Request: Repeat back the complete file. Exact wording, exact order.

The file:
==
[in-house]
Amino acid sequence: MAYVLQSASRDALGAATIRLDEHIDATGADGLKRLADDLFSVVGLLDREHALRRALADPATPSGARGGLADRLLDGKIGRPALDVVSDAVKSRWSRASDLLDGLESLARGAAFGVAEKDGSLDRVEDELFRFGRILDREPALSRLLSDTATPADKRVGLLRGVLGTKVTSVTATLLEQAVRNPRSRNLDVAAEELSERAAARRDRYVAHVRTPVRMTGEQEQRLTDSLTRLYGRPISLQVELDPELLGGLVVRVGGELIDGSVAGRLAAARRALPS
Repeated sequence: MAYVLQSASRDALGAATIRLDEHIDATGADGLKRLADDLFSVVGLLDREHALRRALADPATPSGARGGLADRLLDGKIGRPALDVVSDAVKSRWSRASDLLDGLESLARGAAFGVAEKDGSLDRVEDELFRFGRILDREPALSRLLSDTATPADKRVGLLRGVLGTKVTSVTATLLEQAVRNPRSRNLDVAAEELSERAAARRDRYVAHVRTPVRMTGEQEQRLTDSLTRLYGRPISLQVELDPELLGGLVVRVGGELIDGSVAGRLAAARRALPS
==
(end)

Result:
[in-house]
Amino acid sequence: MAYVLQSASRDALGAATIRLDEHIDATGADGLKRLADDLFSVVGLLDREHALRRALADPATPSGARGGLADRLLDGKIGRPALDVVSDAVKSRWSRASDLLDGLESLARGAAFGVAEKDGSLDRVEDELFRFGRILDREPALSRLLSDTATPADKRVGLLRGVLGTKVTSVTATLLEQAVRNPRSRNLDVAAEELSERAAARRDRYVAHVRTPVRMTGEQEQRLTDSLTRLYGRPISLQVELDPELLGGLVVRVGGELIDGSVAGRLAAARRALPS
Repeated sequence: MAYVLQSASRDALGAATIRLDEHIDATGADGLKRLADDLFSVVGLLDREHALRRALADPATPSGARGGLADRLLDGKIGRPALDVVSDAVKSRWSRASDLLDGLESLARGAAFGVAEKDGSLDRVEDELFRFGRILDREPALSRLLSDTATPADKRVGLLRGVLGTKVTSVTATLLEQAVRNPRSRNLDVAAEELSERAAARRDRYVAHVRTPVRMTGEQEQRLTDSLTRLYGRPISLQVELDPELLGGLVVRVGGELIDGSVAGRLAAARRALPS